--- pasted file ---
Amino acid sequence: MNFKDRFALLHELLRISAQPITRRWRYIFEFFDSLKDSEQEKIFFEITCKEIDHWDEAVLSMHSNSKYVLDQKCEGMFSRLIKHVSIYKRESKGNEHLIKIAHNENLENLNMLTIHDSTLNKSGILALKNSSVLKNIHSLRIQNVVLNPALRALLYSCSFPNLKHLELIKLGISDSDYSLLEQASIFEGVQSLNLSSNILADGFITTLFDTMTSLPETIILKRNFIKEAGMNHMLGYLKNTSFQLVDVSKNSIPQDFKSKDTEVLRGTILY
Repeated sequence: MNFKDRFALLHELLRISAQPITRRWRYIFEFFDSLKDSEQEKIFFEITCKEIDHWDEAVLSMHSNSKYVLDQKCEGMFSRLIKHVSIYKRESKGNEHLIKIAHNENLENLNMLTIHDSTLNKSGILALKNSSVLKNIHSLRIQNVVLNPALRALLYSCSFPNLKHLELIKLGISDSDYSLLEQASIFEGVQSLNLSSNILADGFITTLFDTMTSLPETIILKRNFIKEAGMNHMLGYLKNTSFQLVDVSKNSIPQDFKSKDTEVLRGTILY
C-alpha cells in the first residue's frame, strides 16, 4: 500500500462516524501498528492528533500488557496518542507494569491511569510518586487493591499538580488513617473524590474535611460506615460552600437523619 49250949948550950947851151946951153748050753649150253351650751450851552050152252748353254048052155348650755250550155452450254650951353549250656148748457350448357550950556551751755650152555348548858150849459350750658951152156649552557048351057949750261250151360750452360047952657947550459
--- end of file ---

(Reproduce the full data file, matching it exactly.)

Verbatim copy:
Amino acid sequence: MNFKDRFALLHELLRISAQPITRRWRYIFEFFDSLKDSEQEKIFFEITCKEIDHWDEAVLSMHSNSKYVLDQKCEGMFSRLIKHVSIYKRESKGNEHLIKIAHNENLENLNMLTIHDSTLNKSGILALKNSSVLKNIHSLRIQNVVLNPALRALLYSCSFPNLKHLELIKLGISDSDYSLLEQASIFEGVQSLNLSSNILADGFITTLFDTMTSLPETIILKRNFIKEAGMNHMLGYLKNTSFQLVDVSKNSIPQDFKSKDTEVLRGTILY
Repeated sequence: MNFKDRFALLHELLRISAQPITRRWRYIFEFFDSLKDSEQEKIFFEITCKEIDHWDEAVLSMHSNSKYVLDQKCEGMFSRLIKHVSIYKRESKGNEHLIKIAHNENLENLNMLTIHDSTLNKSGILALKNSSVLKNIHSLRIQNVVLNPALRALLYSCSFPNLKHLELIKLGISDSDYSLLEQASIFEGVQSLNLSSNILADGFITTLFDTMTSLPETIILKRNFIKEAGMNHMLGYLKNTSFQLVDVSKNSIPQDFKSKDTEVLRGTILY
C-alpha cells in the first residue's frame, strides 16, 4: 500500500462516524501498528492528533500488557496518542507494569491511569510518586487493591499538580488513617473524590474535611460506615460552600437523619 49250949948550950947851151946951153748050753649150253351650751450851552050152252748353254048052155348650755250550155452450254650951353549250656148748457350448357550950556551751755650152555348548858150849459350750658951152156649552557048351057949750261250151360750452360047952657947550459